Speaking of the cats, I put them on a diet a few weeks ago – because they were getting ridiculously fat and lazy, and if I’m not allowed to be fat and lazy then no one is the house is – and they got all skinny and evil for a while, but now they’re somehow back to being big-boned.  I could not work this out – where are they getting the food? – until this morning when, tip-toing to the Girl’s room I stumbled across the Baby tip-toing out of hers.  It turns out that the one thing I didn’t consider when I moved her into a Big-Girl Bed recently was that she might get up before dawn and go feed the cats, then go back to bed and go back to sleep for a while. 
You see? School-run fatigue.  It’s wrecking my head.


Tuesday, 5 April 2016

I think I see light!

We’re neck-deep in school holidays at the moment, aka The Holidays That Never End.   This endlessness has not  been helped by the kids all now being on different school schedules, so their holidays overlap ever-so-slightly, like a well-made potato gratin (just not as comforting or welcome), meaning what should be a week and a half is now four.  We’re two and a half down, and I’m feeling a bit murderous.  Also,  nothing is getting done – not the birthday present buying, nor the tax-filing, nor the much-needed physical attention (legs, toes, bikini regions) – instead every day is a long stretch of howarewegoingtopassthetime.
I decided to fill part of yesterday – well, an hour – by bringing the Girl for a cycling lesson.   Paying someone to teach your kid to cycle is quite a thing here, propelled, I suspect, by two factors:  the fact that there is no decent, easily accessible  outdoor space where you can safely teach your little one yourself;  and the general lethargy amongst most people when it comes to standing out in the searing heat and blood-boiling humidity yelling at / catching / chasing after your small person.    Also, the teacher is sortof legendary here – 100% success rate, no nonsense local – and he is literally across the road from us,  AND I just want her to cycle so that we can get on with trying to find Things To Do As A Family which don’t make me weep tears of blood, AND the Man keeps talking about teaching her but never quite getting around to doing it.  So I signed up (I can’t bring myself to tell you how much it cost) (okay, it cost $80) and off they went.  She got on so well in fact, that after a few minutes the Baby and I wandered off to the cake shop to ruin our appetites and kill some time.  Something was niggling, however.  I’d forgotten to do something. Something... important...  Which I remembered as soon as the Bicycle Man called me 20 minutes later, barely audible above the screeching in the background.  Dammit!  I’d forgotten to either say goodbye to the Girl, or even inform her of my departure.  Which isn’t the worst parenting in the world  - unless of course you look at it from her point of view: I’d brought her to a block of flats, handed her over to a total stranger, money had changed hands, and I completely disappeared.  Which I suppose could be interpreted as the worst parenting in the world.  (In my defence, I paid him;  if it was the other way around, I could somewhat understand the hysterics.)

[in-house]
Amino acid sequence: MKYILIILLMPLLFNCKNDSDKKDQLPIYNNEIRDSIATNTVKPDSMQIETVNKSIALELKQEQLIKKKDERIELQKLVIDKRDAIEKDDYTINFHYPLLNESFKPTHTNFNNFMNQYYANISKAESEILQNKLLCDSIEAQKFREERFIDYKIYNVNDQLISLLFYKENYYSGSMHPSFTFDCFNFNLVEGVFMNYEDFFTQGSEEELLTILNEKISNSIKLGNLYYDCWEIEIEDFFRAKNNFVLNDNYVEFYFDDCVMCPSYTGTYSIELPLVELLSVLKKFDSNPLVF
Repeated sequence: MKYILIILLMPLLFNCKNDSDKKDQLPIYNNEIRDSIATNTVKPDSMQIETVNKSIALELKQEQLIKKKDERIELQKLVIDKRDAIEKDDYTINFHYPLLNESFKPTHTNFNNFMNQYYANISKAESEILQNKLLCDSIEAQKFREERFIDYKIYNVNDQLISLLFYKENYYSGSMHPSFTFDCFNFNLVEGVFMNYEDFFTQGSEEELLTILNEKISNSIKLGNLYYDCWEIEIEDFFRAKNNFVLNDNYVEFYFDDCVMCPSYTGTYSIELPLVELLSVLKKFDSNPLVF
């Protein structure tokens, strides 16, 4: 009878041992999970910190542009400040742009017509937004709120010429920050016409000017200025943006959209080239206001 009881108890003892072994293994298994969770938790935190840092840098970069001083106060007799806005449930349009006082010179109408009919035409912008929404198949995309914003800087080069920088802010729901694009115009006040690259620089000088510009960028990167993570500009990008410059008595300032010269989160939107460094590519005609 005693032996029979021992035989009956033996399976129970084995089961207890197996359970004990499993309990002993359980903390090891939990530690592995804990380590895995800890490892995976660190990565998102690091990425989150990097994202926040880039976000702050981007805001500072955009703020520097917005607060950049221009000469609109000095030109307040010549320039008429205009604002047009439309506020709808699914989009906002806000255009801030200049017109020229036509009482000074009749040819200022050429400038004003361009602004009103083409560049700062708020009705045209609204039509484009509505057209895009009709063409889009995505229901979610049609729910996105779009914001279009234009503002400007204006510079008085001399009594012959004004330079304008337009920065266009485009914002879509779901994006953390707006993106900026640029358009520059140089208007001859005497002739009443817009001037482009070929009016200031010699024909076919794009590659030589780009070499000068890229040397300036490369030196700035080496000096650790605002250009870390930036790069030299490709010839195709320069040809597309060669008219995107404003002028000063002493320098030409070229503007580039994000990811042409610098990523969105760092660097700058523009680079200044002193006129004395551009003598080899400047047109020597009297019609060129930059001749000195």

And boy was she hysterical.  Screeching like a skinned cat.  So, less than half-way through her $80 lesson, we sloped off home,  her sobbing and distressed, me thinking:  Fuck!  That was an expensive trauma session.  Less than 7 hours later, she was back in the saddle again, and I was another $80 lighter.  Nothing like throwing bad money after  good (or is it good after bad? Either way, there was quite a bit of money being thrown around.) Immediately the hysterics recommenced until, 10 minutes in, the teacher announced (unnecessarily angrily, considering he was getting $160 for  half an hour’s work)  that there was nothing he could do; she was, basically, unteachable.
Reader, I fixed her. Nothing  repairs a traumatised 5 year old like the sweet nectar of a lollipop.  The sugar shut down the malfunctioning emotional circuitry, and we were back on (cycle) track.  (But do you think I got a cut of the $160 for services to bicycling-kind?  Bollox I did.)  It’s still a work in progress, but she no longer shudders when she hears the whoosh of a passing cyclist, so my job is done.
Except of course it isn’t.  I’ve another week and a half of this lark left.  GOD HELP ME.
It hasn’t been all bad however.  Last week I had an epiphany of sorts:  I am through the tunnel! The tunnel of despair. The tunnel of exhaustion. The tunnel of PARENTING SMALL CHILDREN.   This struck me at a toddler group which one of my friends runs, when I looked around and realised that everyone else had lots and lots of toddlers and babies, as well as that blank, glassy-eyed look of the un-dead – and I didn’t.  Not the toddlers, nor the babies, not the glassy-eye.  I made myself a cup of tea and chatted away (as much as you can chat with someone who hasn’t slept in four months) and felt really quite smug.  And then a baby was handed to me and I put him on my shoulder, whereupon he promptly disgorged the contents of his stomach on me.  And this is when the epiphany truly kicked in:  I wasn’t nonplussed or understanding or  unphased.  I was, I’m ashamed to say, a bit disgusted.  

DISGUST!  I have moved past shoulder-cheese! I AM DONE.  (She says, as she spends 2 hours putting the children – repeatedly - to bed.  Everything’s relative folks, everything’s relative.) Woo hoo!  

Tuesday, 22 March 2016

Red Faces

Occasionally, when the Man and I are desperately casting around for something to feel parentally smug about, we remind  each other that notwithstanding over 2 years of Equatorial living, our children have yet to ever get sun burnt.   SUN-SCREEEEEEEEEEEEEEEEEEN, we roar at them, as they slither out of our grasp and disappear into the pool, then slather it on as they wriggle and complain and whinge and announce that they DON’T CARE ABOUT SUNBURN, and HOW BAD COULD IT BE ANYWAY?